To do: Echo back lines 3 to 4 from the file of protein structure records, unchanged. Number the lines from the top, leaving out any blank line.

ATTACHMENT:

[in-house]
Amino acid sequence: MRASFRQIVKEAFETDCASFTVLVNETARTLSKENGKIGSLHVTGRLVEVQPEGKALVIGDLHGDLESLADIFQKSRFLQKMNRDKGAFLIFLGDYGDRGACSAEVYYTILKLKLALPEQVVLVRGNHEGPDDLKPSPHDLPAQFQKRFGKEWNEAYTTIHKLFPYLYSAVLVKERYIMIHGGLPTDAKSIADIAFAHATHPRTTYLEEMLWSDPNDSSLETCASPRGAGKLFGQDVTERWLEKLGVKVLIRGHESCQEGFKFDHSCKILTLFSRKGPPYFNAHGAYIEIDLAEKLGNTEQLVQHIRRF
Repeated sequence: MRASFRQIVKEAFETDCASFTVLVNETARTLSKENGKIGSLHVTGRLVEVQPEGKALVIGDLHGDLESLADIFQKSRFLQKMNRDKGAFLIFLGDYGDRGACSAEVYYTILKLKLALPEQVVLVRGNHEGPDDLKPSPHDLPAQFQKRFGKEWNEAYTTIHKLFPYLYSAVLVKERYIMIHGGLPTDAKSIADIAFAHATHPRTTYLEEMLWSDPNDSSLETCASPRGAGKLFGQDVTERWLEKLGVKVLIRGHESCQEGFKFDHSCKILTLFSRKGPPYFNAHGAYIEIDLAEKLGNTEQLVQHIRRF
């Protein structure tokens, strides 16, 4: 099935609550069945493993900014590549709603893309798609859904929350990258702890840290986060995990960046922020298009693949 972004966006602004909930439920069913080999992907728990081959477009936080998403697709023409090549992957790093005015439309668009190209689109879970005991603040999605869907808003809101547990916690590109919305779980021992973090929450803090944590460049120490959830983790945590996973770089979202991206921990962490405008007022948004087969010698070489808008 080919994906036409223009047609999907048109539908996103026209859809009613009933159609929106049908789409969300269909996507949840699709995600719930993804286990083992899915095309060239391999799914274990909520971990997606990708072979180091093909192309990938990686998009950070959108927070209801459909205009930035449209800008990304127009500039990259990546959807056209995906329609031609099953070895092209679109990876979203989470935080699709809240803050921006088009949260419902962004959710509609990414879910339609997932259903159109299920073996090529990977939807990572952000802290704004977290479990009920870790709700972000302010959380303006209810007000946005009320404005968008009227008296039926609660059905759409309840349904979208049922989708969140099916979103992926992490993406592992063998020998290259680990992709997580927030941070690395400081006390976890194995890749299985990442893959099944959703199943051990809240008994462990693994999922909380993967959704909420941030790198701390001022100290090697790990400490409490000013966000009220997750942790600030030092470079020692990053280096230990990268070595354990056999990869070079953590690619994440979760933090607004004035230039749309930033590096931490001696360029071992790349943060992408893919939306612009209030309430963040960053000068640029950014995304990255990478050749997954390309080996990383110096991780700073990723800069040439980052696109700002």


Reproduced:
Repeated sequence: MRASFRQIVKEAFETDCASFTVLVNETARTLSKENGKIGSLHVTGRLVEVQPEGKALVIGDLHGDLESLADIFQKSRFLQKMNRDKGAFLIFLGDYGDRGACSAEVYYTILKLKLALPEQVVLVRGNHEGPDDLKPSPHDLPAQFQKRFGKEWNEAYTTIHKLFPYLYSAVLVKERYIMIHGGLPTDAKSIADIAFAHATHPRTTYLEEMLWSDPNDSSLETCASPRGAGKLFGQDVTERWLEKLGVKVLIRGHESCQEGFKFDHSCKILTLFSRKGPPYFNAHGAYIEIDLAEKLGNTEQLVQHIRRF
């Protein structure tokens, strides 16, 4: 099935609550069945493993900014590549709603893309798609859904929350990258702890840290986060995990960046922020298009693949 972004966006602004909930439920069913080999992907728990081959477009936080998403697709023409090549992957790093005015439309668009190209689109879970005991603040999605869907808003809101547990916690590109919305779980021992973090929450803090944590460049120490959830983790945590996973770089979202991206921990962490405008007022948004087969010698070489808008 080919994906036409223009047609999907048109539908996103026209859809009613009933159609929106049908789409969300269909996507949840699709995600719930993804286990083992899915095309060239391999799914274990909520971990997606990708072979180091093909192309990938990686998009950070959108927070209801459909205009930035449209800008990304127009500039990259990546959807056209995906329609031609099953070895092209679109990876979203989470935080699709809240803050921006088009949260419902962004959710509609990414879910339609997932259903159109299920073996090529990977939807990572952000802290704004977290479990009920870790709700972000302010959380303006209810007000946005009320404005968008009227008296039926609660059905759409309840349904979208049922989708969140099916979103992926992490993406592992063998020998290259680990992709997580927030941070690395400081006390976890194995890749299985990442893959099944959703199943051990809240008994462990693994999922909380993967959704909420941030790198701390001022100290090697790990400490409490000013966000009220997750942790600030030092470079020692990053280096230990990268070595354990056999990869070079953590690619994440979760933090607004004035230039749309930033590096931490001696360029071992790349943060992408893919939306612009209030309430963040960053000068640029950014995304990255990478050749997954390309080996990383110096991780700073990723800069040439980052696109700002």